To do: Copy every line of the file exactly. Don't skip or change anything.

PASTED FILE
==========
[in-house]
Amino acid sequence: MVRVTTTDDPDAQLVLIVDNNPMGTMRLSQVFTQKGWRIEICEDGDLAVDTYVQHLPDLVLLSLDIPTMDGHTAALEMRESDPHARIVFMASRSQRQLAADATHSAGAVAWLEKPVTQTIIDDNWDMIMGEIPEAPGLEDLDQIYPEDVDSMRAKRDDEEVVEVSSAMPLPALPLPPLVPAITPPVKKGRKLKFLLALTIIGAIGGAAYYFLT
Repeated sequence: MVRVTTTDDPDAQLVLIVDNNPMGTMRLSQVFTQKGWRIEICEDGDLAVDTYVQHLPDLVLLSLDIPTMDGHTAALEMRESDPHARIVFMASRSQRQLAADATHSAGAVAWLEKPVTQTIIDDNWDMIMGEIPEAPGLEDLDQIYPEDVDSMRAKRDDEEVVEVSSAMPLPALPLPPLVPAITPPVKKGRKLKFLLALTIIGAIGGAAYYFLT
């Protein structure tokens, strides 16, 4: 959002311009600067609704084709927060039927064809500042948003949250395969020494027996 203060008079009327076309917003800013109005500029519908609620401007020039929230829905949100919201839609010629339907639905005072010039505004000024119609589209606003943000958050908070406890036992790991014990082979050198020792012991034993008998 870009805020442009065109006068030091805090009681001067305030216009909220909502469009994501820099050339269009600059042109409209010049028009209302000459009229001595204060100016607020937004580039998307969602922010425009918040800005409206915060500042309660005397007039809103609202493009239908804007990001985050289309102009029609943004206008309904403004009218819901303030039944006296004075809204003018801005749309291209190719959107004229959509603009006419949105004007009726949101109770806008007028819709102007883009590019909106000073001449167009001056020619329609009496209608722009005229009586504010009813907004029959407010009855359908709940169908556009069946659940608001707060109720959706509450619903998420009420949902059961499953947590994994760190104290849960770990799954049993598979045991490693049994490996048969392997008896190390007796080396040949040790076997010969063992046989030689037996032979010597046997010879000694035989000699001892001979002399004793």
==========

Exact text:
[in-house]
Amino acid sequence: MVRVTTTDDPDAQLVLIVDNNPMGTMRLSQVFTQKGWRIEICEDGDLAVDTYVQHLPDLVLLSLDIPTMDGHTAALEMRESDPHARIVFMASRSQRQLAADATHSAGAVAWLEKPVTQTIIDDNWDMIMGEIPEAPGLEDLDQIYPEDVDSMRAKRDDEEVVEVSSAMPLPALPLPPLVPAITPPVKKGRKLKFLLALTIIGAIGGAAYYFLT
Repeated sequence: MVRVTTTDDPDAQLVLIVDNNPMGTMRLSQVFTQKGWRIEICEDGDLAVDTYVQHLPDLVLLSLDIPTMDGHTAALEMRESDPHARIVFMASRSQRQLAADATHSAGAVAWLEKPVTQTIIDDNWDMIMGEIPEAPGLEDLDQIYPEDVDSMRAKRDDEEVVEVSSAMPLPALPLPPLVPAITPPVKKGRKLKFLLALTIIGAIGGAAYYFLT
């Protein structure tokens, strides 16, 4: 959002311009600067609704084709927060039927064809500042948003949250395969020494027996 203060008079009327076309917003800013109005500029519908609620401007020039929230829905949100919201839609010629339907639905005072010039505004000024119609589209606003943000958050908070406890036992790991014990082979050198020792012991034993008998 870009805020442009065109006068030091805090009681001067305030216009909220909502469009994501820099050339269009600059042109409209010049028009209302000459009229001595204060100016607020937004580039998307969602922010425009918040800005409206915060500042309660005397007039809103609202493009239908804007990001985050289309102009029609943004206008309904403004009218819901303030039944006296004075809204003018801005749309291209190719959107004229959509603009006419949105004007009726949101109770806008007028819709102007883009590019909106000073001449167009001056020619329609009496209608722009005229009586504010009813907004029959407010009855359908709940169908556009069946659940608001707060109720959706509450619903998420009420949902059961499953947590994994760190104290849960770990799954049993598979045991490693049994490996048969392997008896190390007796080396040949040790076997010969063992046989030689037996032979010597046997010879000694035989000699001892001979002399004793």